As it is, part of that inflationary spiral might be the reason that corn acres are down this year because of increases in nitrogen costs, fertilizer in general and fuel.  It is difficult to know for certain, but with showtime almost here for planters to hit the field the rubber is about to hit the road.  Every cob of corn will be needed this year and more.  Where once agricultural demand was always the problem, in 2022 the focus is increasingly on garnering enough supply of almost every agricultural commodity.

Commodity Specific Comments

Corn

     Like many of our commodities corn is in a dynamic situation. For instance, in the second quarter of this crop year the corn usage was actually the greatest that has ever been recorded reflecting such big demand. At the present time we would need to attain 178 bushels per acre U.S. National corn yield to keep corn ending stocks above 1 billion bushels. That’s a tall order with all the weather risk ahead.

     March corn has rallied over a dollar on the futures market since the last day of February, which shows us the dynamism within this market.  Keep in mind that the March 1st intentions reflected in the USDA report may change simply because of the price changes over that time. However, it would be highly unusual in this situation for corn acres to overtake soybean acres going into the next big USDA report in June. Needless to say, planting conditions will have much to say about that. There is certainly a lot of risk ahead in the corn market aside from the reduced production expected out of Ukraine.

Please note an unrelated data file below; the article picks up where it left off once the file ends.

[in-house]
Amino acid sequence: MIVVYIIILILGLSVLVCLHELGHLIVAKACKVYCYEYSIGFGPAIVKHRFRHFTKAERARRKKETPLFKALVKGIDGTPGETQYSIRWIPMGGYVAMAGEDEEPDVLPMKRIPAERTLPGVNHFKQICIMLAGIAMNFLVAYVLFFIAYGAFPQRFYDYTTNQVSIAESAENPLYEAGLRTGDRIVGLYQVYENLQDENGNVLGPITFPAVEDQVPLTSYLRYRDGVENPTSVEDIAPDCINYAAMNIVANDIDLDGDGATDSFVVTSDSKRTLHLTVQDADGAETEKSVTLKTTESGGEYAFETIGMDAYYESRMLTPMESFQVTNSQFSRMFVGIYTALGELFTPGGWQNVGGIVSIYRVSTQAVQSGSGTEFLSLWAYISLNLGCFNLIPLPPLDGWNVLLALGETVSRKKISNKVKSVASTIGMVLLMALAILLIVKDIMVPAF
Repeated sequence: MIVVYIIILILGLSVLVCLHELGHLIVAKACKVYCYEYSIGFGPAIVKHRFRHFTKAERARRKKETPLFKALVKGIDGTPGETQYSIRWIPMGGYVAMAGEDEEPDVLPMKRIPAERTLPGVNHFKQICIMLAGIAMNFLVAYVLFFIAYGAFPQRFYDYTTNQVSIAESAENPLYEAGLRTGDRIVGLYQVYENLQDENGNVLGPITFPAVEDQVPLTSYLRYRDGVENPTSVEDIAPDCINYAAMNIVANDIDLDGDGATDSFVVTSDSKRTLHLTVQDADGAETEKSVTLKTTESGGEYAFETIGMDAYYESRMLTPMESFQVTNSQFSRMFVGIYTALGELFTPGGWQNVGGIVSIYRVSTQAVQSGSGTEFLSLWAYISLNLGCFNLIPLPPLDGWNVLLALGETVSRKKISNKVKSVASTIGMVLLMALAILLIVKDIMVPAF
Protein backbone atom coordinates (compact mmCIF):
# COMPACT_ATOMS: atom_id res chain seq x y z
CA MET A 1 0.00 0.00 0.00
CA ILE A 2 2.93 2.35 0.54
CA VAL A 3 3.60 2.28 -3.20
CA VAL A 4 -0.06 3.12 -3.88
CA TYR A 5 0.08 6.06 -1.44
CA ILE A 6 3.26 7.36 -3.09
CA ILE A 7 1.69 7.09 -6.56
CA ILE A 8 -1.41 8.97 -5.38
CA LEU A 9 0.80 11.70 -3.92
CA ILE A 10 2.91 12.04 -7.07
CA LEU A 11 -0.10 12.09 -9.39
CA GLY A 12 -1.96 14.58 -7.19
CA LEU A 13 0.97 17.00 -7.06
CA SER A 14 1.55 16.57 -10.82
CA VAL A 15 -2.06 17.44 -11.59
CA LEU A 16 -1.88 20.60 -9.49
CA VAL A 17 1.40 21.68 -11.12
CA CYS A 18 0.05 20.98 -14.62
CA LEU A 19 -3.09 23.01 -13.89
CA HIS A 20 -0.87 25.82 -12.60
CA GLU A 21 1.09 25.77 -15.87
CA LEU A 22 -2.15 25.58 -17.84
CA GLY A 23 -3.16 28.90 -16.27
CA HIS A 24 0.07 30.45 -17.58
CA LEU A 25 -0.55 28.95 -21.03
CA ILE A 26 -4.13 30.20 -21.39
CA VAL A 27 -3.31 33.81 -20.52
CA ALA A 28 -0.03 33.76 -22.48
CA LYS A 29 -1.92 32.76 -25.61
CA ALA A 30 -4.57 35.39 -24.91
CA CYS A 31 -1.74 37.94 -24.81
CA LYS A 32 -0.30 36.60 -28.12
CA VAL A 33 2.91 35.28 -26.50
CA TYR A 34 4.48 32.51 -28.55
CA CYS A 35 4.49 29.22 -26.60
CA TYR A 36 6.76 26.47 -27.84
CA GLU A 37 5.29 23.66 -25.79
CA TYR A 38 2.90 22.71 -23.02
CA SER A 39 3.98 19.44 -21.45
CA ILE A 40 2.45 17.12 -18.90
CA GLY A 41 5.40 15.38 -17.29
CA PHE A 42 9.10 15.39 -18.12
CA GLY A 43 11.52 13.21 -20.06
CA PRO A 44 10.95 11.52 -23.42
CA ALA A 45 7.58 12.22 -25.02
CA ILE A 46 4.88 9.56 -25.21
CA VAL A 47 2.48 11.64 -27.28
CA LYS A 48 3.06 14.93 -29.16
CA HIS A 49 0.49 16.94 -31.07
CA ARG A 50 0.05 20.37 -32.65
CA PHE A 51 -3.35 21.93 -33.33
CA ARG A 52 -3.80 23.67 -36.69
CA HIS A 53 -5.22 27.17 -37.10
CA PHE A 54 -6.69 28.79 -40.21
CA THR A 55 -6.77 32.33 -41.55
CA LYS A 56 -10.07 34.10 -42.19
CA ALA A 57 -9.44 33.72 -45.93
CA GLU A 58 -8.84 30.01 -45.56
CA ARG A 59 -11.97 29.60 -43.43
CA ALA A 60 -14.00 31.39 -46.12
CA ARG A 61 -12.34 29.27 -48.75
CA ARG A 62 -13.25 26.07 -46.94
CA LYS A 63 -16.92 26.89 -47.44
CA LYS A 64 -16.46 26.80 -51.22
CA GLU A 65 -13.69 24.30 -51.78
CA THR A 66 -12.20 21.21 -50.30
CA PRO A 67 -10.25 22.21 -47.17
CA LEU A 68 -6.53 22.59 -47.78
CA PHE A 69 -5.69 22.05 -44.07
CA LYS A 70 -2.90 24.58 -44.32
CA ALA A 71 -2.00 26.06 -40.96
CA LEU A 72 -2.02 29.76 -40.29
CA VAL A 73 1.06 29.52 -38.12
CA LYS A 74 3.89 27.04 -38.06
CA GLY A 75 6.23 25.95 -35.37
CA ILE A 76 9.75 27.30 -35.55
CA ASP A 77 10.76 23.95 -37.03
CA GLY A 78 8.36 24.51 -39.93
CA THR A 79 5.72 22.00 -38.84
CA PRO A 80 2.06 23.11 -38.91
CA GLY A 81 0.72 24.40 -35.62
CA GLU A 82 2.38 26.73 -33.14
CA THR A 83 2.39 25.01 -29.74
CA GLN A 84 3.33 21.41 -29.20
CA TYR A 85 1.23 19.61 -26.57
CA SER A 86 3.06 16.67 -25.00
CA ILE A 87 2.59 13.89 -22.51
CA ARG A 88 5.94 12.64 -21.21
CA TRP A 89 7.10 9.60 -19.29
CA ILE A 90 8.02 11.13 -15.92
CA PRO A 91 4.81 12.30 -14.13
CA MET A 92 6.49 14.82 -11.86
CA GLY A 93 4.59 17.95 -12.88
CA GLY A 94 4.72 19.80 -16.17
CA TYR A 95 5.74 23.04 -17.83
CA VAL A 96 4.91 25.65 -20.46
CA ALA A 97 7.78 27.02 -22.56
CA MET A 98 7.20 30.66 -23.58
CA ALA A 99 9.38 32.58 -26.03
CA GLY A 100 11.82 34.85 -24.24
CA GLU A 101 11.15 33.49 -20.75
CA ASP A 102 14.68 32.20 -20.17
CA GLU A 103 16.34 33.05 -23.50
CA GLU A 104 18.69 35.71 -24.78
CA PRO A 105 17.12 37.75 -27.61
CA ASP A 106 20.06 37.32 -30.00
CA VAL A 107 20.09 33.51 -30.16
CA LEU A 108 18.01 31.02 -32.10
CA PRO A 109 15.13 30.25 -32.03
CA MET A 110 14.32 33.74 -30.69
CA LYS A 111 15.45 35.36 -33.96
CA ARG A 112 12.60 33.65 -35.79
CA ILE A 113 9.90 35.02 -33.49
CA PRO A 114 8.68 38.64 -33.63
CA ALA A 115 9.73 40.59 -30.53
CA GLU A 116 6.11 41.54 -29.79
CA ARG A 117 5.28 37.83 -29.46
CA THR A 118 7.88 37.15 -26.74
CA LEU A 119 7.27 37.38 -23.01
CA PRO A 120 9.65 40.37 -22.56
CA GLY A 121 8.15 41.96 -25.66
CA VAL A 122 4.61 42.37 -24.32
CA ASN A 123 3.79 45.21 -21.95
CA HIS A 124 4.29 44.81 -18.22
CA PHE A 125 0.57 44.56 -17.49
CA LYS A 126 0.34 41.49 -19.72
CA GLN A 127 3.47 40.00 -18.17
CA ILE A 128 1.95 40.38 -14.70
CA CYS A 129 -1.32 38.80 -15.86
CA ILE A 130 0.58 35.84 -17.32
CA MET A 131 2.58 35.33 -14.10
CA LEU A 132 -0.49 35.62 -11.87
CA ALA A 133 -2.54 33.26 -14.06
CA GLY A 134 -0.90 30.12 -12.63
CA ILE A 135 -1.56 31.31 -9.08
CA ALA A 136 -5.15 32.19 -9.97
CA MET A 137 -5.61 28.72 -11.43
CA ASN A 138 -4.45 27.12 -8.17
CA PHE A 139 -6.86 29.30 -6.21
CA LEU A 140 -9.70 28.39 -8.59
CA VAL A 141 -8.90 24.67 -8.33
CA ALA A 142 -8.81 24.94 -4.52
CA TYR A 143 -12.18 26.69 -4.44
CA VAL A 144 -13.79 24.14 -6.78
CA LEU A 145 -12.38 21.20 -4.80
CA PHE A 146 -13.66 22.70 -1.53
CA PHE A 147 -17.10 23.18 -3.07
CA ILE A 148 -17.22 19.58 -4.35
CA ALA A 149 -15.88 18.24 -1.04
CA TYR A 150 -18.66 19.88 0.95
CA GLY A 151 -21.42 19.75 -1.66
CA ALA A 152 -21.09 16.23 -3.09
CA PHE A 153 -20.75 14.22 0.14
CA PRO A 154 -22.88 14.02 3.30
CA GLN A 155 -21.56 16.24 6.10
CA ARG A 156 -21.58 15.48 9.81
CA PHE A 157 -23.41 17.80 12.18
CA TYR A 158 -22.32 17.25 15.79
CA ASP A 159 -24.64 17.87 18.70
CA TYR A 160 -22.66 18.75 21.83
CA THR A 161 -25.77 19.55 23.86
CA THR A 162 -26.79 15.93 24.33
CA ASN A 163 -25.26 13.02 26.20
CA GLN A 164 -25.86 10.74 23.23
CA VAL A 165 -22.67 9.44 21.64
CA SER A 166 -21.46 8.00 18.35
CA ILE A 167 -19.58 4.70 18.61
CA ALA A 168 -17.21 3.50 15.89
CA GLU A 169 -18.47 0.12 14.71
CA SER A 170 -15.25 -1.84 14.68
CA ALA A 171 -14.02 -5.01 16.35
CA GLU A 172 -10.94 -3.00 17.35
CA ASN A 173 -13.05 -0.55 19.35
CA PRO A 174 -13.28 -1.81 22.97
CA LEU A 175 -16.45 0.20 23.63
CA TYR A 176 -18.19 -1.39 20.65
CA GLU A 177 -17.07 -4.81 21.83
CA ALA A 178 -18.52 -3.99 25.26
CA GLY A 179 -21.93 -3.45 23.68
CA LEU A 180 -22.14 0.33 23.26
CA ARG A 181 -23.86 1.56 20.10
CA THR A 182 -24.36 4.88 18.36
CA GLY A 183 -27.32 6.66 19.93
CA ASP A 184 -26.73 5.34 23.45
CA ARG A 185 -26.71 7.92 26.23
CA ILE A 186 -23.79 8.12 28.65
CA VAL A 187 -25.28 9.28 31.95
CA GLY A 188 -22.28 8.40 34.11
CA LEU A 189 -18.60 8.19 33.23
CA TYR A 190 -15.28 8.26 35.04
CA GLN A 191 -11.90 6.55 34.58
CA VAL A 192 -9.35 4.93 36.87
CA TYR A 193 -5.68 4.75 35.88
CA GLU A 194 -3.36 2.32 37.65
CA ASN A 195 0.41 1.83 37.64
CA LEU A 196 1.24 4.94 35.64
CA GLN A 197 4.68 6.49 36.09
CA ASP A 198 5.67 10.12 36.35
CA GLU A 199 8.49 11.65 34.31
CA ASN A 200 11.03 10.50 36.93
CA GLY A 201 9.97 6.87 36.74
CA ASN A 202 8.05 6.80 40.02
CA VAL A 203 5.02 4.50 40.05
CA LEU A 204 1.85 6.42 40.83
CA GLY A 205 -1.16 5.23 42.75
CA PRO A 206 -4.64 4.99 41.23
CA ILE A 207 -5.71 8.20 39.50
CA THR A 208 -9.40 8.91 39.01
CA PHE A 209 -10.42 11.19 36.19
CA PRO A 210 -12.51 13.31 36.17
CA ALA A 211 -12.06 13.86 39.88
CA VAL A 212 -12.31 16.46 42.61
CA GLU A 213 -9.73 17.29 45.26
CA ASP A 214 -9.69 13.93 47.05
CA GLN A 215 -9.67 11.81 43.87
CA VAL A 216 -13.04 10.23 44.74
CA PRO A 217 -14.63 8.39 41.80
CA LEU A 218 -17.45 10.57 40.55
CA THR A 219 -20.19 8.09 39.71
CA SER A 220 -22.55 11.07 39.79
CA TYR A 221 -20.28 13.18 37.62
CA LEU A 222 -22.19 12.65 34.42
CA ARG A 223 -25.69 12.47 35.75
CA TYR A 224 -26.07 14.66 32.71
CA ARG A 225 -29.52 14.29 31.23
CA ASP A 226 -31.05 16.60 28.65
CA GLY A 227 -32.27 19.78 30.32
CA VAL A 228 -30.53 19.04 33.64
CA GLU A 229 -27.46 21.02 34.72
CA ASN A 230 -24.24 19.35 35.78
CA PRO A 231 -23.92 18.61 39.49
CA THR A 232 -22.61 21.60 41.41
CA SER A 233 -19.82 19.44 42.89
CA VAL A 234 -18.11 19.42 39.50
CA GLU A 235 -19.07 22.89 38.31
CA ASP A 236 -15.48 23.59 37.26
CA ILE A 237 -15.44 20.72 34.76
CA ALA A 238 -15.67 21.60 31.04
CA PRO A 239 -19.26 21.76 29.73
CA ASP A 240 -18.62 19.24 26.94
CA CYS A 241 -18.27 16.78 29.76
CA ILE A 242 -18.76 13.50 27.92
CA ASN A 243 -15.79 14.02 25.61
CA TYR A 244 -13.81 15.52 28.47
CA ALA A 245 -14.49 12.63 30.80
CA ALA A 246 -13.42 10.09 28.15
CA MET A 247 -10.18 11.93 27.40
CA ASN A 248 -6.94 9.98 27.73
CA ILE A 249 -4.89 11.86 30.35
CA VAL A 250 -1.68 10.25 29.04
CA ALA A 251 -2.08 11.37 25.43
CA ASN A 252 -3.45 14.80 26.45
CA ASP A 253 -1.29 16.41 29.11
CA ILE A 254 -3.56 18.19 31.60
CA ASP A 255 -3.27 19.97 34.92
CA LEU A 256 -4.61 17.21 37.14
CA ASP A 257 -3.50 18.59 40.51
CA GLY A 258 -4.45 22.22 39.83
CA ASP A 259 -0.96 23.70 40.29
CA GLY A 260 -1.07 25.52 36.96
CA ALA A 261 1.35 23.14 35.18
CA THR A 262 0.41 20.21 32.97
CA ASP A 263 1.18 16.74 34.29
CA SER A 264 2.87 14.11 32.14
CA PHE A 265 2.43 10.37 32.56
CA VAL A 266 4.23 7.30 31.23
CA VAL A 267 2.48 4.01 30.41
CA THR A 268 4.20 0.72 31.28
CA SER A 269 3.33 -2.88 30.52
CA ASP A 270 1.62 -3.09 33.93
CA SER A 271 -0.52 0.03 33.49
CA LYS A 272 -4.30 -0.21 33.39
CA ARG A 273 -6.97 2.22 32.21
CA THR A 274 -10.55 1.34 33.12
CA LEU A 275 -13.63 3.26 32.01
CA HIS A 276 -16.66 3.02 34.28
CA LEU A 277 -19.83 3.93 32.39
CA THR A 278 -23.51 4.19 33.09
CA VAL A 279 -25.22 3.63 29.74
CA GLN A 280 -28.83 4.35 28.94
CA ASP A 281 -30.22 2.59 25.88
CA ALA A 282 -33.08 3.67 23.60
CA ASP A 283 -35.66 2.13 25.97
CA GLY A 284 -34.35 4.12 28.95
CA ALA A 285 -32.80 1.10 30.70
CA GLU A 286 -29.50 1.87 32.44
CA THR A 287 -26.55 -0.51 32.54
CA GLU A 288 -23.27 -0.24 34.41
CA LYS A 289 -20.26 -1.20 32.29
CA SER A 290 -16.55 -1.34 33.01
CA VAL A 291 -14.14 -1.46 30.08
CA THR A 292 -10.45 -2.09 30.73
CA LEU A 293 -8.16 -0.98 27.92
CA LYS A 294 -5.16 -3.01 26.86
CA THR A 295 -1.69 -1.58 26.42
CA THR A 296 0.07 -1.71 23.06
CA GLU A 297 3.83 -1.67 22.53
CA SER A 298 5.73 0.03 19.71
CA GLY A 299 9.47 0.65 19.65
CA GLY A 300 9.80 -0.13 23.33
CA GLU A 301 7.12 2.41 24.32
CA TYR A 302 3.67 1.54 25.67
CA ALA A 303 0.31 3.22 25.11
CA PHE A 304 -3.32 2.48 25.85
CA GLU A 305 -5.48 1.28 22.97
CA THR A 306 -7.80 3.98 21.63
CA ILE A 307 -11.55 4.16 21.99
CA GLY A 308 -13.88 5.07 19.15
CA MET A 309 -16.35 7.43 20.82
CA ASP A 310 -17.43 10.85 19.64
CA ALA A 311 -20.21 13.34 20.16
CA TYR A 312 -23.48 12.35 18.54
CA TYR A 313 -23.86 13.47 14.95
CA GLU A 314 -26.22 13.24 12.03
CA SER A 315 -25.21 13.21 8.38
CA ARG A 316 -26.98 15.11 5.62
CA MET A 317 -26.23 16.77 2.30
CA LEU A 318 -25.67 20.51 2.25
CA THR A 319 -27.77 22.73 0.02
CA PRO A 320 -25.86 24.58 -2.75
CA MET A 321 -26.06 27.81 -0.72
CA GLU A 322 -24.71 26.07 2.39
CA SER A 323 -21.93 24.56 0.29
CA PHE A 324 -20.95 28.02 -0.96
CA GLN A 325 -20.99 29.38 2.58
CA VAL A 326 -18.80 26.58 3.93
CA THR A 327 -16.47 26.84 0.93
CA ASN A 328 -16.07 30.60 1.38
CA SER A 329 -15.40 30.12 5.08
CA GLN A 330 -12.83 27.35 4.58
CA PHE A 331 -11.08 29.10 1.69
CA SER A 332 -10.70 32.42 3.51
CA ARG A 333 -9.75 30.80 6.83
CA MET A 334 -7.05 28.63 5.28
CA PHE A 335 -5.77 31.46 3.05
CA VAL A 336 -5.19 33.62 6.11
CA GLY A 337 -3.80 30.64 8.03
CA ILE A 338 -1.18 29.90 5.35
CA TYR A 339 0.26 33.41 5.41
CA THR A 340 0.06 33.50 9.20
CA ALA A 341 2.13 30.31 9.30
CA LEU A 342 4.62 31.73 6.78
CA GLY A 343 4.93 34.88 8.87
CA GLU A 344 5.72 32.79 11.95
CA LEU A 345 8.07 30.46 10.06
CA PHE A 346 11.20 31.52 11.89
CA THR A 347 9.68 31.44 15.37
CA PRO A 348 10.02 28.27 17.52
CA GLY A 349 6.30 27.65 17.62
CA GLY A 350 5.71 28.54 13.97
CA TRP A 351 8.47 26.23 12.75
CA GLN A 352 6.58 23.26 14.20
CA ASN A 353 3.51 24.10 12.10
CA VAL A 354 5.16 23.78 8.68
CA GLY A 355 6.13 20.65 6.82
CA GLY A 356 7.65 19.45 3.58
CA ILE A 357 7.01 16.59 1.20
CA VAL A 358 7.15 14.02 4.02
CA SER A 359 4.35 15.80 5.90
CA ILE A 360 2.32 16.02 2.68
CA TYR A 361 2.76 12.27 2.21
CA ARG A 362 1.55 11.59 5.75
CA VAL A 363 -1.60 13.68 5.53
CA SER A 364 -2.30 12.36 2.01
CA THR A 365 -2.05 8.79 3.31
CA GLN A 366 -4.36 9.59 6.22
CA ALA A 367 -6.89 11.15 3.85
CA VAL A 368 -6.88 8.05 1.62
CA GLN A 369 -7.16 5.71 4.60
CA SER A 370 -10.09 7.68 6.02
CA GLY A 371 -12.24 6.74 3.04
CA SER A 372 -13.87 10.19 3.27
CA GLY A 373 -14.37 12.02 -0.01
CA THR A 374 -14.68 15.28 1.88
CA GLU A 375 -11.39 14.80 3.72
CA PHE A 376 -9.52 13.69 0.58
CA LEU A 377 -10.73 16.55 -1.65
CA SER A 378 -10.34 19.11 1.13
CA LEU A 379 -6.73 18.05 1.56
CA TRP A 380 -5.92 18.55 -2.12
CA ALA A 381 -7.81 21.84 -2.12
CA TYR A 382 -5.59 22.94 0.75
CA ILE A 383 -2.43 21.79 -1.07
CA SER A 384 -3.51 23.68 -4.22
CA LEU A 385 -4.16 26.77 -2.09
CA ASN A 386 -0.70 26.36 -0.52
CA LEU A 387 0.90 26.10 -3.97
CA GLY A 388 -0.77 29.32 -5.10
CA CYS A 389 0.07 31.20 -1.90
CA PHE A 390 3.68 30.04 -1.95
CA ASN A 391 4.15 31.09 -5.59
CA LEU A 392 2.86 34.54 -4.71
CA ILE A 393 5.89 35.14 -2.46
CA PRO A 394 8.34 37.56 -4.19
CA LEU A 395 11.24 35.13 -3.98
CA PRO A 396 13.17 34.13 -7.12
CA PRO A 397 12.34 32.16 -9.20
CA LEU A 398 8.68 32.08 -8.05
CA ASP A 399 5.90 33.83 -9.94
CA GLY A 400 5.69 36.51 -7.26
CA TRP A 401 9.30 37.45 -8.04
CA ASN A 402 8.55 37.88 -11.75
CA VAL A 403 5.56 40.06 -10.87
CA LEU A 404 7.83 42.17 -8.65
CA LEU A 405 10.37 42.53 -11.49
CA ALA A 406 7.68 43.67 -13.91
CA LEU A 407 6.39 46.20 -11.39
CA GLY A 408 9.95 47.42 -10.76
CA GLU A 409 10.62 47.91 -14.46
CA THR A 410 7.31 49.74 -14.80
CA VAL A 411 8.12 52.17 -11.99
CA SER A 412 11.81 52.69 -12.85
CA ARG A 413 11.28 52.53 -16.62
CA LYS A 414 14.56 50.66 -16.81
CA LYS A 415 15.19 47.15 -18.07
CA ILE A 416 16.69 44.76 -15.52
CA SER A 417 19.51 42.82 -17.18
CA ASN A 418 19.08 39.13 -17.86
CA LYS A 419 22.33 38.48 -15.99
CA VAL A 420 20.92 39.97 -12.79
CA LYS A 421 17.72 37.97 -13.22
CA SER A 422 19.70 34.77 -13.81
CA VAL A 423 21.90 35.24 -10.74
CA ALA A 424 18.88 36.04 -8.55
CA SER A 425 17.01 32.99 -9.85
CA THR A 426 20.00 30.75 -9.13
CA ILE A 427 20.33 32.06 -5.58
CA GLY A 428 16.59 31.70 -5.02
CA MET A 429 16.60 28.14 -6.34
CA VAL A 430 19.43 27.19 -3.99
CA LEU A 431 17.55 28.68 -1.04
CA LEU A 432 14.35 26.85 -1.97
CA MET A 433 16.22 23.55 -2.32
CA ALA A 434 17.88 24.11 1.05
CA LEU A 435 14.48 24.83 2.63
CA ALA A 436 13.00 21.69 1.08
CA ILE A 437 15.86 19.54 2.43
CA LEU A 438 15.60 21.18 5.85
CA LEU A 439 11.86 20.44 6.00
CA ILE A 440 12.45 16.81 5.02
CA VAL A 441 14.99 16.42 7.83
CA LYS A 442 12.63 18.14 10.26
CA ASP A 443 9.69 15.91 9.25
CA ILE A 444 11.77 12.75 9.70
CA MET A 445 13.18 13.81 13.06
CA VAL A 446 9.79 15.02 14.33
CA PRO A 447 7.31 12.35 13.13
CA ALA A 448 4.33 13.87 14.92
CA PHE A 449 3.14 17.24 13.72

The May 2022 corn futures contract is currently priced $0.13 above the July contract, which is a bullish indication of demand. Seasonally, corn prices tend to peak in early June and reach bottom in October. The nearby May contract decreased down to the 90th percentile of the past five-year price distribution range over the last two weeks dropping from the highest values we’ve seen in nine years.

Soybeans

     Soybeans might not be the bullish story they once were but make no mistake they are still bullish. The South American crop continues to get lower, which is particularly unusual over the last several years. Needless to say, the higher soybean prices had an obvious effect on the USDA estimating soybean acres coming in at the highest ever 91 million acres.

      There is also US domestic demand in the biodiesel sector in the United States which is increasing. Think of it as the ethanol story of 2007 for soybeans in 2022. Even though it might not change the story for soybean demand like it did for corn demand it is still significant.  As we move ahead the world will want all of those 91 million US soybean acres especially considering what’s going on in the Ukraine.

     The May 2022 soybean futures contract is currently priced 16 cents above the July contract which is a bullish indication of demand.    Seasonally, soybean prices tend to peak in early July and reached bottom in early October. The nearby May soybean futures contract is currently in the 82nd percentile of the past five-year price distribution range.

Wheat

     The wheat story continues to surround the problems that we’re seeing with the war in Ukraine.  How much of this price action is fundamentals versus non-commercial players violently adjusting to trading algorithms dialed in?  For instance, do the fundamentals of grain really need a $12.50 cash price in Ontario to get what is needed? The point being is that with war markets violent volatility can be very normal amid the smoke and fog of war. However, it is very difficult to know at this point how it’s going to work out.